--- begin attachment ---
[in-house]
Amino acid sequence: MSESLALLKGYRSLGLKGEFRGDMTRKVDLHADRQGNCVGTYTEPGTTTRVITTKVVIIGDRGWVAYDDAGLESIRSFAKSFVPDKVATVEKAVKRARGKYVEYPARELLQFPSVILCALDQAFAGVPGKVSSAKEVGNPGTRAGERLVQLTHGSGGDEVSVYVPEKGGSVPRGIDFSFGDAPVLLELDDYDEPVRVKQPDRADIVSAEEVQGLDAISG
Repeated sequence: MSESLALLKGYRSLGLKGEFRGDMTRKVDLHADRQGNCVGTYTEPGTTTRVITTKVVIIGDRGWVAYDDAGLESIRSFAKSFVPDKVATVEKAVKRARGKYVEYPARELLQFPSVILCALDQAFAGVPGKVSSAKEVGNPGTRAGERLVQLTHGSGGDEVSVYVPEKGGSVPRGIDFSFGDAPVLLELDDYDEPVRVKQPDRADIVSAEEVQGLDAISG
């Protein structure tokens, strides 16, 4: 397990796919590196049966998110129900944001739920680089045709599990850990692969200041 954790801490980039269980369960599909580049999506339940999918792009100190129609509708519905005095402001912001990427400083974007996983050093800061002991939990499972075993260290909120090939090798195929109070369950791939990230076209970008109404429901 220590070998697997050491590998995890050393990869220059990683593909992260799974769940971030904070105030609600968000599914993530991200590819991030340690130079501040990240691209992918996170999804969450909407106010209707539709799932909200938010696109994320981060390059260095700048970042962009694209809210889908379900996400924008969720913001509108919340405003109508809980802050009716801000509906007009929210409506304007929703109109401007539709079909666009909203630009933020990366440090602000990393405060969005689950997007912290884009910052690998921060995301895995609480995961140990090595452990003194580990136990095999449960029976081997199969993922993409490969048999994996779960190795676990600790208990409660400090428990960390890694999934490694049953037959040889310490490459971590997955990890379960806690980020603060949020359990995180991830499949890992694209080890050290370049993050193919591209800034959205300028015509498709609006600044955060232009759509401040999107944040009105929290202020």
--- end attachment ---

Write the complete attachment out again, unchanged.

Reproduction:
[in-house]
Amino acid sequence: MSESLALLKGYRSLGLKGEFRGDMTRKVDLHADRQGNCVGTYTEPGTTTRVITTKVVIIGDRGWVAYDDAGLESIRSFAKSFVPDKVATVEKAVKRARGKYVEYPARELLQFPSVILCALDQAFAGVPGKVSSAKEVGNPGTRAGERLVQLTHGSGGDEVSVYVPEKGGSVPRGIDFSFGDAPVLLELDDYDEPVRVKQPDRADIVSAEEVQGLDAISG
Repeated sequence: MSESLALLKGYRSLGLKGEFRGDMTRKVDLHADRQGNCVGTYTEPGTTTRVITTKVVIIGDRGWVAYDDAGLESIRSFAKSFVPDKVATVEKAVKRARGKYVEYPARELLQFPSVILCALDQAFAGVPGKVSSAKEVGNPGTRAGERLVQLTHGSGGDEVSVYVPEKGGSVPRGIDFSFGDAPVLLELDDYDEPVRVKQPDRADIVSAEEVQGLDAISG
């Protein structure tokens, strides 16, 4: 397990796919590196049966998110129900944001739920680089045709599990850990692969200041 954790801490980039269980369960599909580049999506339940999918792009100190129609509708519905005095402001912001990427400083974007996983050093800061002991939990499972075993260290909120090939090798195929109070369950791939990230076209970008109404429901 220590070998697997050491590998995890050393990869220059990683593909992260799974769940971030904070105030609600968000599914993530991200590819991030340690130079501040990240691209992918996170999804969450909407106010209707539709799932909200938010696109994320981060390059260095700048970042962009694209809210889908379900996400924008969720913001509108919340405003109508809980802050009716801000509906007009929210409506304007929703109109401007539709079909666009909203630009933020990366440090602000990393405060969005689950997007912290884009910052690998921060995301895995609480995961140990090595452990003194580990136990095999449960029976081997199969993922993409490969048999994996779960190795676990600790208990409660400090428990960390890694999934490694049953037959040889310490490459971590997955990890379960806690980020603060949020359990995180991830499949890992694209080890050290370049993050193919591209800034959205300028015509498709609006600044955060232009759509401040999107944040009105929290202020």